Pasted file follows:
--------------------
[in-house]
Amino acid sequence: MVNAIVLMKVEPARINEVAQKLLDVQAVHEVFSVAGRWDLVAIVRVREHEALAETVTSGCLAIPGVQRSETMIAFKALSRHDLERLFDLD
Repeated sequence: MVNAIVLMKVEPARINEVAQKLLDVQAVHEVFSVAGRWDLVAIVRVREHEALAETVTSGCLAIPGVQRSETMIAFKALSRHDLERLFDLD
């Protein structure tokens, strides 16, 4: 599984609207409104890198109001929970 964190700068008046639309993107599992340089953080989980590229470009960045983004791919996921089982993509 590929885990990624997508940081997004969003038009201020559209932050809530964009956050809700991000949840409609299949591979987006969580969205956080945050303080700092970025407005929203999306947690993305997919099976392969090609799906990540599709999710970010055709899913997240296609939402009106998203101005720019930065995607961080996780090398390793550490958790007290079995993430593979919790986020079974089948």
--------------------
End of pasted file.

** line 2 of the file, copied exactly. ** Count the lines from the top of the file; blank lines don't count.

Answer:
Amino acid sequence: MVNAIVLMKVEPARINEVAQKLLDVQAVHEVFSVAGRWDLVAIVRVREHEALAETVTSGCLAIPGVQRSETMIAFKALSRHDLERLFDLD